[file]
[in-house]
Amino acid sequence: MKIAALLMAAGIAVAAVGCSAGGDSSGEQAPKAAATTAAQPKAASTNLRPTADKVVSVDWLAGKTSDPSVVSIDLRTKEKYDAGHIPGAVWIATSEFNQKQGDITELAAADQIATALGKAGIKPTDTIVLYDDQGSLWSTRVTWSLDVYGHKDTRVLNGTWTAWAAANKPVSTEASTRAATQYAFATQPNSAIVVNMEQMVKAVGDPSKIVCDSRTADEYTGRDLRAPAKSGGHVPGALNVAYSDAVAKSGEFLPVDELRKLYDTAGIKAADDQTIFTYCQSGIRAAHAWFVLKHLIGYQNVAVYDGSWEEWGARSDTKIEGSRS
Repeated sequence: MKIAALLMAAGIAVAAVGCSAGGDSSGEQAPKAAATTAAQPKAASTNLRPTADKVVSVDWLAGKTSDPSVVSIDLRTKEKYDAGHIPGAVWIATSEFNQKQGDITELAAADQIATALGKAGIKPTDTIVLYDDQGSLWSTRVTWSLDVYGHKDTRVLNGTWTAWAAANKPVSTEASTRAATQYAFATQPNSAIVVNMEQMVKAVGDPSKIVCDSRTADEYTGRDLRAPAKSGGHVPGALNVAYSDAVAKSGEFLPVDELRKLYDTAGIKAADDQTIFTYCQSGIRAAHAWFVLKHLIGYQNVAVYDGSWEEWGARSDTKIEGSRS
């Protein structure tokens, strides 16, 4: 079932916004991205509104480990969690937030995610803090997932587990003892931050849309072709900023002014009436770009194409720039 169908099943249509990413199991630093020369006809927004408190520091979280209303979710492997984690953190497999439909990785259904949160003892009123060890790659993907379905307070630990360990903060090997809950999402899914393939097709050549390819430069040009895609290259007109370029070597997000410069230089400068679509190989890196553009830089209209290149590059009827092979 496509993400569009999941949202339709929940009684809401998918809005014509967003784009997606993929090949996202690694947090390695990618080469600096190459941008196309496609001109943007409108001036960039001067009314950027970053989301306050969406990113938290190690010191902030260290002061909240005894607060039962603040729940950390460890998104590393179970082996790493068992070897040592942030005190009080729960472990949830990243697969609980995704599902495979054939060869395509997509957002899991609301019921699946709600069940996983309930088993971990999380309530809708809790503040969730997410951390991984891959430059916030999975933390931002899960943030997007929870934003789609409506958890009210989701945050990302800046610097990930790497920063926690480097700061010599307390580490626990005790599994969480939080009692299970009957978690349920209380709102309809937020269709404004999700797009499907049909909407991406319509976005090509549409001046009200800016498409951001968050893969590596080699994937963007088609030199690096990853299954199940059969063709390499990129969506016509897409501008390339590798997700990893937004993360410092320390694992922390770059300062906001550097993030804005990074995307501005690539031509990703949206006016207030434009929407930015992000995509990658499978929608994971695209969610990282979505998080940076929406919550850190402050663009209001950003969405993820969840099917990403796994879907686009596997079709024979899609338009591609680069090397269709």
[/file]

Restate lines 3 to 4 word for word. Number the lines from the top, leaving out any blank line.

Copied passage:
Repeated sequence: MKIAALLMAAGIAVAAVGCSAGGDSSGEQAPKAAATTAAQPKAASTNLRPTADKVVSVDWLAGKTSDPSVVSIDLRTKEKYDAGHIPGAVWIATSEFNQKQGDITELAAADQIATALGKAGIKPTDTIVLYDDQGSLWSTRVTWSLDVYGHKDTRVLNGTWTAWAAANKPVSTEASTRAATQYAFATQPNSAIVVNMEQMVKAVGDPSKIVCDSRTADEYTGRDLRAPAKSGGHVPGALNVAYSDAVAKSGEFLPVDELRKLYDTAGIKAADDQTIFTYCQSGIRAAHAWFVLKHLIGYQNVAVYDGSWEEWGARSDTKIEGSRS
């Protein structure tokens, strides 16, 4: 079932916004991205509104480990969690937030995610803090997932587990003892931050849309072709900023002014009436770009194409720039 169908099943249509990413199991630093020369006809927004408190520091979280209303979710492997984690953190497999439909990785259904949160003892009123060890790659993907379905307070630990360990903060090997809950999402899914393939097709050549390819430069040009895609290259007109370029070597997000410069230089400068679509190989890196553009830089209209290149590059009827092979 496509993400569009999941949202339709929940009684809401998918809005014509967003784009997606993929090949996202690694947090390695990618080469600096190459941008196309496609001109943007409108001036960039001067009314950027970053989301306050969406990113938290190690010191902030260290002061909240005894607060039962603040729940950390460890998104590393179970082996790493068992070897040592942030005190009080729960472990949830990243697969609980995704599902495979054939060869395509997509957002899991609301019921699946709600069940996983309930088993971990999380309530809708809790503040969730997410951390991984891959430059916030999975933390931002899960943030997007929870934003789609409506958890009210989701945050990302800046610097990930790497920063926690480097700061010599307390580490626990005790599994969480939080009692299970009957978690349920209380709102309809937020269709404004999700797009499907049909909407991406319509976005090509549409001046009200800016498409951001968050893969590596080699994937963007088609030199690096990853299954199940059969063709390499990129969506016509897409501008390339590798997700990893937004993360410092320390694992922390770059300062906001550097993030804005990074995307501005690539031509990703949206006016207030434009929407930015992000995509990658499978929608994971695209969610990282979505998080940076929406919550850190402050663009209001950003969405993820969840099917990403796994879907686009596997079709024979899609338009591609680069090397269709």